You can build a Power BI report directly on the KQL database table using the option provided.

This is a simple report with two area charts;

The critical part of the report is to set the page refresh to the period you want. I set it to every 1 second. (the capacity admin in the Admin Portal can set the minimum value of this.)

Step 8: The outcome

You can now execute the custom app again and check the report simultaneously to monitor the changes in the real-time report.


In this article, I explained Real-Time Analytics in Microsoft Fabric. Real-time analytics provides the platform and tools for capturing the streaming and time series data and storing it in a KQL database, which then can be queried using KQL, and Power BI can have real-time reports connected to it. Eventstrem enables the system to have multiple destinations, which can be very helpful in scenarios where you want to monitor analytics and action simultaneously. You have seen a quick example of a real-time application and monitoring that data using this service.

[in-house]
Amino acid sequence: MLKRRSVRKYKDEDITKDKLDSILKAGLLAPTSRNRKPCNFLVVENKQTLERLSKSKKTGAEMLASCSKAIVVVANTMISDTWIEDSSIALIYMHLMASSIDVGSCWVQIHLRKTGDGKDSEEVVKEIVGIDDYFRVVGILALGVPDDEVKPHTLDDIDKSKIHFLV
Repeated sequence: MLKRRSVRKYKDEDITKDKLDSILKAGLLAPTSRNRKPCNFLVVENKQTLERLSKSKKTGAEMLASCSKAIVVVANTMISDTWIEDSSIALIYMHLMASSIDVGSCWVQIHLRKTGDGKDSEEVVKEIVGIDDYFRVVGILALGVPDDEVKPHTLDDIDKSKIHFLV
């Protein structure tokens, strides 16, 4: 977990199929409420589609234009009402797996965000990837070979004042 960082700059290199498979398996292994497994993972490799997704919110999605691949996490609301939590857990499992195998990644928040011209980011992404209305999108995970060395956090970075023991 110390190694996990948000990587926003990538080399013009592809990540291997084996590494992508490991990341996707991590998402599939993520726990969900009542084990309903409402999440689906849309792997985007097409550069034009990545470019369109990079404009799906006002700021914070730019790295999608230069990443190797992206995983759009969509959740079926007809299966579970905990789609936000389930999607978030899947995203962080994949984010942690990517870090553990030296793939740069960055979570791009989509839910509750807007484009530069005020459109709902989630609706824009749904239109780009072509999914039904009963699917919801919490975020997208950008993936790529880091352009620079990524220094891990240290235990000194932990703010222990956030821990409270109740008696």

Reza Rad

Trainer, Consultant, Mentor

Reza Rad is a Microsoft Regional Director, an Author, Trainer, Speaker and Consultant. He has a BSc in Computer engineering; he has more than 20 years’ experience in data analysis, BI, databases, programming, and development mostly on Microsoft technologies. He is a Microsoft Data Platform MVP for 12 continuous years (from 2011 till now) for his dedication in Microsoft BI. Reza is an active blogger and co-founder of RADACAD. Reza is also co-founder and co-organizer of Difinity conference in New Zealand, Power BI Summit, and Data Insight Summit.

Reza is author of more than 14 books on Microsoft Business Intelligence, most of these books are published under Power BI category. Among these are books such as Power BI DAX Simplified, Pro Power BI Architecture, Power BI from Rookie to Rock Star, Power Query books series, Row-Level Security in Power BI and etc.

He is an International Speaker in Microsoft Ignite, Microsoft Business Applications Summit, Data Insight Summit, PASS Summit, SQL Saturday and SQL user groups. And He is a Microsoft Certified Trainer.

Reza’s passion is to help you find the best data solution, he is Data enthusiast.

His articles on different aspects of technologies, especially on MS BI, can be found on his blog: https://radacad.com/blog.